At present, neuron and glial cell co-culture techniques have been well established to mimic the conditions in the brain, whereby neurons are surrounded by glial cells. Using this co-culture cell model, we cannot only investigate neuron–glial interaction in Parkinson’s disease , but also study the effect of damaged neurons on the peripheral T cell. Thus, in this study, we treated co-cultures of human neuroblatoma SH-SY5Y and human U87 glioblastoma cells with two different amounts of MPP+, and then we analyzed the effects of the use of the conditioned media to cultivate Jurkat cells. Our results indicated that damaged neuroblastoma cells SH-SY5Y inhibited proliferation of Jurkat cell, and SH-SY5Y cells damaged by 100 µM neurotoxin MPP+ could induce the G2/M cell-cycle checkpoint for Jurkat cells, resulting in necrotic Jurkat cells death when increasing the concentration of MPP+ to 500 µM.
2. Results and Discussion
2.1. Cell Viability after MPP+ Treatment
Firstly, a control experiment was done to evaluate the cell proliferation of Jurkat and U87 cells in the medium of SH-SY5Y cells (Dulbecco Modified Eagle Medium (DMEM)). There was no obvious difference from their original medium (1640 medium for Jurkat cells, MEM medium for U87 cells) (data not shown). Thus, the DMEM medium was added in the followed co-culture system. The second control experiment was done to analyze the effects of MPP+ on single cell cultures. We applied different concentrations of MPP+ ranging from 50 to 1000 μM to different cells including SH-SY5Y, U87 and Jurkat cells for 24 h, and cellular viability was measured by 3-(4,5-dimethylthiazol-2-yl)-2,5-diphenyltetrazolium bromide (MTT) (SH-SY5Y, U87) or 3-(4,5-dimethylthiazol-2-yl)-5-(3-carboxymethoxyphenyl)-2-(4-sulfophenyl)-2H-tetrazolium (MTS) (Jurkat) assay. It is clear that Jurkat cells are poorly affected by MPP+ at each concentration used and that SH-SY5Y cells are the most affected, because100 μM MPP+ damaged 19.9% SH-SY5Y cells but only 0.2% for Jurkat cells in 24 h, and 500 μM MPP+ reached semi-lethal levels of SH-SY5Y cells after 24 h, while other cells, U87 and Jurkat, still kept high survival rate (about 71.1% and 93.4%, respectively) at this dose (Figure 1). In the following study, we chose 100 μM MPP+ as a resistant dose (cell viability kept about 80% and 98% in SH-SY5Y cells and Jurkat cells, respectively) and 500 μM MPP+ as an effective dose, while this dose only damaged neuroblastoma cells SH-SY5Y (about 50% cell viability rate) but not T-cell Jurkat (about 92% cell viability rate), to evaluate the effect of slightly or semi-damaged SH-SY5Ycells on Jurkat cells.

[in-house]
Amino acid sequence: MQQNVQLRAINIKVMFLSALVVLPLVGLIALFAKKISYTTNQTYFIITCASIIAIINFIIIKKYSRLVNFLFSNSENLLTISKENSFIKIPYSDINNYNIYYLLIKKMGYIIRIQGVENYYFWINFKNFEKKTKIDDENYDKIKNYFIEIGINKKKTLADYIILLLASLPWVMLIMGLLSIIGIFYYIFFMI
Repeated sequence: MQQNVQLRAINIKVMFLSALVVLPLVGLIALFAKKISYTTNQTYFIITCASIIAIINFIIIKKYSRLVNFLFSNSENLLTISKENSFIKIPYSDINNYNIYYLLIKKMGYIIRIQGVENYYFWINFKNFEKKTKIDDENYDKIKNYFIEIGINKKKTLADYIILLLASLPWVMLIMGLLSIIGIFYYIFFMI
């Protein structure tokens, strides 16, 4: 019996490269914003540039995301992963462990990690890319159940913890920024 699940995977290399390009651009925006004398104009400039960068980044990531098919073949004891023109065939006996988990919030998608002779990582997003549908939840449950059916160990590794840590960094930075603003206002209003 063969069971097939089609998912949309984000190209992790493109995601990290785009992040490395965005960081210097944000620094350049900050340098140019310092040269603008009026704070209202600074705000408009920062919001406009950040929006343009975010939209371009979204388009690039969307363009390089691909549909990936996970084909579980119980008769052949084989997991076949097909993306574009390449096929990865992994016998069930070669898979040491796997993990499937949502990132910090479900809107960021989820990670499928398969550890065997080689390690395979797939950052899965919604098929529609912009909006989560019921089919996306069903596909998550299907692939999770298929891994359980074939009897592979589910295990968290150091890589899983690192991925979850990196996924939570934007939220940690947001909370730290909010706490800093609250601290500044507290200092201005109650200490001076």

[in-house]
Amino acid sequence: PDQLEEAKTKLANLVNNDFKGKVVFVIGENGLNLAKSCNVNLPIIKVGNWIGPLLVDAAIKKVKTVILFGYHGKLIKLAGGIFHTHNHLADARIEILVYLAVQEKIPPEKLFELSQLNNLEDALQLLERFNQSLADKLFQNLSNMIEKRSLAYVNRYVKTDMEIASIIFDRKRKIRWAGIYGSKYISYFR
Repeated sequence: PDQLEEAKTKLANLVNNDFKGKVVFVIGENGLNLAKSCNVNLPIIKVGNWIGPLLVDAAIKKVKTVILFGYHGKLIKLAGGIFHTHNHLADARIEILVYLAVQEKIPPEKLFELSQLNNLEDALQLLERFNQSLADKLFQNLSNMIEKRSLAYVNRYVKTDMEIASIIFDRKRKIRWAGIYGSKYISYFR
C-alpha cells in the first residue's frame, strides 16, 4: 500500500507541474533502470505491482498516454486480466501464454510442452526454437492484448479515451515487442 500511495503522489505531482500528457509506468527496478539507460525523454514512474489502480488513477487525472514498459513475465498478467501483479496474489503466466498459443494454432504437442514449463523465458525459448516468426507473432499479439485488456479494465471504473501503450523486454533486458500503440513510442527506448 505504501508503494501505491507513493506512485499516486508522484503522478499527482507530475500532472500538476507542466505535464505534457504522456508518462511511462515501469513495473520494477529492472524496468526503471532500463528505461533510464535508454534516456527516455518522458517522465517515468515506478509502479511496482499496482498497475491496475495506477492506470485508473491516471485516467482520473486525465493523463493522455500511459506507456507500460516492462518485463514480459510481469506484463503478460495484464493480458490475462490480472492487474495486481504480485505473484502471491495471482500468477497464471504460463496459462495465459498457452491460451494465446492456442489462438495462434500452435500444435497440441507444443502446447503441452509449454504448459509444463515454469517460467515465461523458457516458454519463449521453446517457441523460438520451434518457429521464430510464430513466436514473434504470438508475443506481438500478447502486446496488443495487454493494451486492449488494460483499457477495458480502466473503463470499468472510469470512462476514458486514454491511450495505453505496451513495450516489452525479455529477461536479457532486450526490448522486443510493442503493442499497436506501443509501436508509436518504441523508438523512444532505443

2.2. Proliferation of Jurkat Cells Was Inhibited in MPP+-Treated SH-SY5Y and U87 Cells Co-Culture Medium